Create a Vegetable Garden

Here’s what you need to know to get going on your backyard bounty

If you’ve ever bitten into a sunwarmed tomato fresh off the vine or savored a salad of tender just-picked greens, you already know some of the joys of vegetable gardening. And if you’ve never grown your own, this just might be the year to give it a try. There are more easy-to-grow hybrid veggie varieties on the market than ever and a wide selection of DIY kits that make creating your own raised bed a snap. (If you need inspiration, check out the White House vegetable garden, now in its fifth successful year.) We asked Catherine Allison, greenhouse manager at Abma’s Farm Market & Nursery in Wyckoff, and Carmia Schepmoes, garden care accounts manager at Jacobsen Landscape Design and Construction in Midland Park, for tips on creating a farm-to-table garden in your own backyard.


Our experts agree that one of the essentials for a successful vegetable garden is full sun and lots of it—“at least six hours, preferably between 11 a.m. and 5 p.m.,” says Allison. You’ll also need easy access to water, so it’s best to site your garden close to the house (or the hose). Another must: well-drained, fertile soil. “The best way to determine the quality of your soil is to send a sample to your local cooperative extension for a soil test,” Schepmoes advises. Then follow the recommendations that accompany your results.

How big?

You can grow a surprising variety of veggies— including cherry tomatoes, basil, peppers and most herbs—in 14-inch-diameter containers, notes Allison (one plant to a container, with the exception of the herbs, which you can bunch). But if you’re ready to plant bigger, a plot of about 60 to 100 square feet is a good size for a beginner’s vegetable garden. (A 100-square-foot garden, for instance, can easily accommodate two tomato plants, four to six bell peppers, four zucchinis, four basils and 18 lettuces.)

What to plant

If this is your first vegetable garden, you may want to start with the most reliable veggies, such as cherry tomatoes, cucumbers, zucchini, beans, lettuces and herbs. While you can find an increasing number of wonderful old heirloom varieties in both seed and plant form, newer hybrids have been bred for reliability and output and are usually easier to grow. But, says Allison, “plant with your family in mind.” It doesn’t matter how easy that zucchini is to grow if your family isn’t going to eat it.

Making bad soil good and good soil better

Unless your soil is incredibly rich, it can probably benefit from augmentation with well-composted organic matter, which adds nutrients to the soil and helps it retain moisture. “If you add enough organic matter to the soil, you may not even need to fertilize,” says Schepmoes. Still, adding a good, organic fertilizer before planting and periodically during the growing season can give your plants a leg up on growth and production (and because it’s organic, you don’t have to worry about chemicals on your food and in your soil). Allison recommends the Espoma line of fertilizers, which she adds to Abma’s gardens once a month.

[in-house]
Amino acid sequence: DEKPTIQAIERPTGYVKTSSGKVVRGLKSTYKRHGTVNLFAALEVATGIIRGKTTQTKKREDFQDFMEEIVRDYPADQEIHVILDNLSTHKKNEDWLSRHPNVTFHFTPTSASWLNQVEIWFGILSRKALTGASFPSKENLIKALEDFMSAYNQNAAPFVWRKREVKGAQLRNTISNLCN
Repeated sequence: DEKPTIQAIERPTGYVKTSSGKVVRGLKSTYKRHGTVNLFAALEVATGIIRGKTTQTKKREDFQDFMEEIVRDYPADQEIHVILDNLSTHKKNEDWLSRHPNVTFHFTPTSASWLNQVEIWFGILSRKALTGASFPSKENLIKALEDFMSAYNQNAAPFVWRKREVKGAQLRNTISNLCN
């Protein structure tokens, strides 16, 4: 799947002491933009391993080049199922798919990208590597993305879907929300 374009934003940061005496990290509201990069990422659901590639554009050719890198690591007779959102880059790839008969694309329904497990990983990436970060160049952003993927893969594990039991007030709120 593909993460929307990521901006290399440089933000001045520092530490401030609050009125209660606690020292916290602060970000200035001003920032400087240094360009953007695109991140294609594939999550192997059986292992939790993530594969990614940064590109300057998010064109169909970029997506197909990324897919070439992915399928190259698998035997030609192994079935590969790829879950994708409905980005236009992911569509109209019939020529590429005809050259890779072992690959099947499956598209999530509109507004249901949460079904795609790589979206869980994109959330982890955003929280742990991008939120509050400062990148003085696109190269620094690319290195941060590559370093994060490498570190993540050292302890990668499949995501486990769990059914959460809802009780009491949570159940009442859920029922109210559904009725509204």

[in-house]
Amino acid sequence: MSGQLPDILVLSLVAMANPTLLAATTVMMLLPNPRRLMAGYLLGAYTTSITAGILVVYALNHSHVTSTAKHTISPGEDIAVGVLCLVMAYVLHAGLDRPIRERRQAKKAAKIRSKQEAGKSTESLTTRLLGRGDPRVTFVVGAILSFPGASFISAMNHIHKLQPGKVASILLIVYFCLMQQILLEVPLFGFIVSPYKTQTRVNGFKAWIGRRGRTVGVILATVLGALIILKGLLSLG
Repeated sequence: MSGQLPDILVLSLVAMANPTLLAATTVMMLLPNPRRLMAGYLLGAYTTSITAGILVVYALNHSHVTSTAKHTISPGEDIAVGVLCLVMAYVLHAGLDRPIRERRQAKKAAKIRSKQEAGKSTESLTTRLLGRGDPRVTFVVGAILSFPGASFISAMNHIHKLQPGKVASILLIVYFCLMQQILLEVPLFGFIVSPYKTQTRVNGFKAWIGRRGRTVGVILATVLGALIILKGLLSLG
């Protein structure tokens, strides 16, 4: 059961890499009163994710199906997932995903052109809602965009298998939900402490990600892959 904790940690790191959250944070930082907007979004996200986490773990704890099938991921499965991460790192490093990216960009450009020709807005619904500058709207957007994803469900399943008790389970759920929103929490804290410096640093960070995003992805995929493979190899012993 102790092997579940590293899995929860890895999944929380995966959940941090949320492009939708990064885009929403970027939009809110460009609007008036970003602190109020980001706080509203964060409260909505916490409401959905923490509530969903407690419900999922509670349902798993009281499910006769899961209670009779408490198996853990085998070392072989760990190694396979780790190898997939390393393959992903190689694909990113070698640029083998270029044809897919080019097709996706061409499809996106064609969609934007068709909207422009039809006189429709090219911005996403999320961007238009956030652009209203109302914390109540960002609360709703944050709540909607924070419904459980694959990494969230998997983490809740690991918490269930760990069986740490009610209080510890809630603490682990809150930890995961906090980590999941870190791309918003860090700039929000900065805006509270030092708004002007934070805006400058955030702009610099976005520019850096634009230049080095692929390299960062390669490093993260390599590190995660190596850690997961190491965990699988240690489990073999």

What about layout?

To determine spacing of your plants, follow the directions on the seed packet or the starter pack of vegetable plants. Don’t be tempted to crowd the plants to get a higher yield. “That can lead to poor air circulation, which can cause plants to rot,” warns Allison. If you’re really after maximum harvest, consider rotating cool- and warm-weather crops. Cool crops like lettuce, arugula, broccoli and peas can be planted in spring, then replaced when the weather warms up with summer staples like tomatoes, basil, peppers and beans. Make sure you place taller vegetables like corn and pole beans at the northern end of the garden, advises Schepmoes, “so they don’t shade out smaller plants.” And, she adds, “leave room between plants for weeding and harvesting.”

Are raised beds better?

Raised beds—garden beds with solid wooden or plastic borders to hold in soil—aren’t necessarily better than plots dug directly in the ground, but they’re a whole lot easier. For one thing, you won’t be facing the odious chore of digging and turning compacted soil and “you can create the perfect soil mixture,” says Schepmoes. And if you use a series of smaller raised beds, you don’t have to worry about leaving room for weeding and harvesting. If you’re setting your beds on a lawn, remove the grass beneath each bed before adding soil, which should be a mix of good garden soil and well-composted organic matter.

Let it rain

Whether it’s from precipitation or watering, make sure your bed gets at least an inch of water a week. Schepmoes recommends snaking a soaker hose (a hose perforated with small holes to allow water to slowly drip into the soil) around your vegetable rows, because it won’t leave you with wet foliage, which can encourage fungal growth. Keep in mind, Allison advises, that “the bigger the root ball, the more water the plant needs, which means you should be watering more as your garden grows.” To make sure you’re not underwatering—which can lead to “chewy,” rather than juicy, vegetables— stick a finger into the soil to test for moisture; the soil should be moist down to a depth of several inches. Here, as in other aspects of vegetable gardening, simpler is better.


Related Read: Putting the Garden into the Garden State

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